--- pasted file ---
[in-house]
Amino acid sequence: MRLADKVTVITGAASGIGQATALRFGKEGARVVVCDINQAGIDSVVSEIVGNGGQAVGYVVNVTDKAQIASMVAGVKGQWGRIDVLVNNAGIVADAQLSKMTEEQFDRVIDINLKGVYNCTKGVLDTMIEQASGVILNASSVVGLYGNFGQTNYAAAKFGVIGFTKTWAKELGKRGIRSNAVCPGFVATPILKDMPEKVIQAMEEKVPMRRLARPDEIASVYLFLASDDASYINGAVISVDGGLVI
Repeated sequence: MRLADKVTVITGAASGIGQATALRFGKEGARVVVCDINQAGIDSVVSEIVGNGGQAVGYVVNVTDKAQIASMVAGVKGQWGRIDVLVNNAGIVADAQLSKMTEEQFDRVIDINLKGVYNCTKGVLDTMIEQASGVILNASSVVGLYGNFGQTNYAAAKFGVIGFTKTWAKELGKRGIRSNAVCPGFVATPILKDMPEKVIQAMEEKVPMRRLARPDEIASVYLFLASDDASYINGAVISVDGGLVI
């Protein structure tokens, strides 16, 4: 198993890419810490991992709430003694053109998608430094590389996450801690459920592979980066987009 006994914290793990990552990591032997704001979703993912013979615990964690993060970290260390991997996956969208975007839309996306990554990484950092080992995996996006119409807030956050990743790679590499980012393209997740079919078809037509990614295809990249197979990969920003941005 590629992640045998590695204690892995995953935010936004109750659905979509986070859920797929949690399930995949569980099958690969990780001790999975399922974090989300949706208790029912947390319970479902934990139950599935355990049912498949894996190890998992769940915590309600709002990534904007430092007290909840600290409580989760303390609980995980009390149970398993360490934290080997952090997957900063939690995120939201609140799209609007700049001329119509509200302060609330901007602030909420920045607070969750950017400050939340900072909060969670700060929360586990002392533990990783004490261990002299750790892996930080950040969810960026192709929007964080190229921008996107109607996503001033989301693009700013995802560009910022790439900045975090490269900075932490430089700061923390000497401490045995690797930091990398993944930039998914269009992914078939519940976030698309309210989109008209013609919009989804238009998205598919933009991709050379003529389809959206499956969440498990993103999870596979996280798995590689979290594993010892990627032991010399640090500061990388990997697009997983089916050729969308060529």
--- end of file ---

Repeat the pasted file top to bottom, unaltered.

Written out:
[in-house]
Amino acid sequence: MRLADKVTVITGAASGIGQATALRFGKEGARVVVCDINQAGIDSVVSEIVGNGGQAVGYVVNVTDKAQIASMVAGVKGQWGRIDVLVNNAGIVADAQLSKMTEEQFDRVIDINLKGVYNCTKGVLDTMIEQASGVILNASSVVGLYGNFGQTNYAAAKFGVIGFTKTWAKELGKRGIRSNAVCPGFVATPILKDMPEKVIQAMEEKVPMRRLARPDEIASVYLFLASDDASYINGAVISVDGGLVI
Repeated sequence: MRLADKVTVITGAASGIGQATALRFGKEGARVVVCDINQAGIDSVVSEIVGNGGQAVGYVVNVTDKAQIASMVAGVKGQWGRIDVLVNNAGIVADAQLSKMTEEQFDRVIDINLKGVYNCTKGVLDTMIEQASGVILNASSVVGLYGNFGQTNYAAAKFGVIGFTKTWAKELGKRGIRSNAVCPGFVATPILKDMPEKVIQAMEEKVPMRRLARPDEIASVYLFLASDDASYINGAVISVDGGLVI
């Protein structure tokens, strides 16, 4: 198993890419810490991992709430003694053109998608430094590389996450801690459920592979980066987009 006994914290793990990552990591032997704001979703993912013979615990964690993060970290260390991997996956969208975007839309996306990554990484950092080992995996996006119409807030956050990743790679590499980012393209997740079919078809037509990614295809990249197979990969920003941005 590629992640045998590695204690892995995953935010936004109750659905979509986070859920797929949690399930995949569980099958690969990780001790999975399922974090989300949706208790029912947390319970479902934990139950599935355990049912498949894996190890998992769940915590309600709002990534904007430092007290909840600290409580989760303390609980995980009390149970398993360490934290080997952090997957900063939690995120939201609140799209609007700049001329119509509200302060609330901007602030909420920045607070969750950017400050939340900072909060969670700060929360586990002392533990990783004490261990002299750790892996930080950040969810960026192709929007964080190229921008996107109607996503001033989301693009700013995802560009910022790439900045975090490269900075932490430089700061923390000497401490045995690797930091990398993944930039998914269009992914078939519940976030698309309210989109008209013609919009989804238009998205598919933009991709050379003529389809959206499956969440498990993103999870596979996280798995590689979290594993010892990627032991010399640090500061990388990997697009997983089916050729969308060529």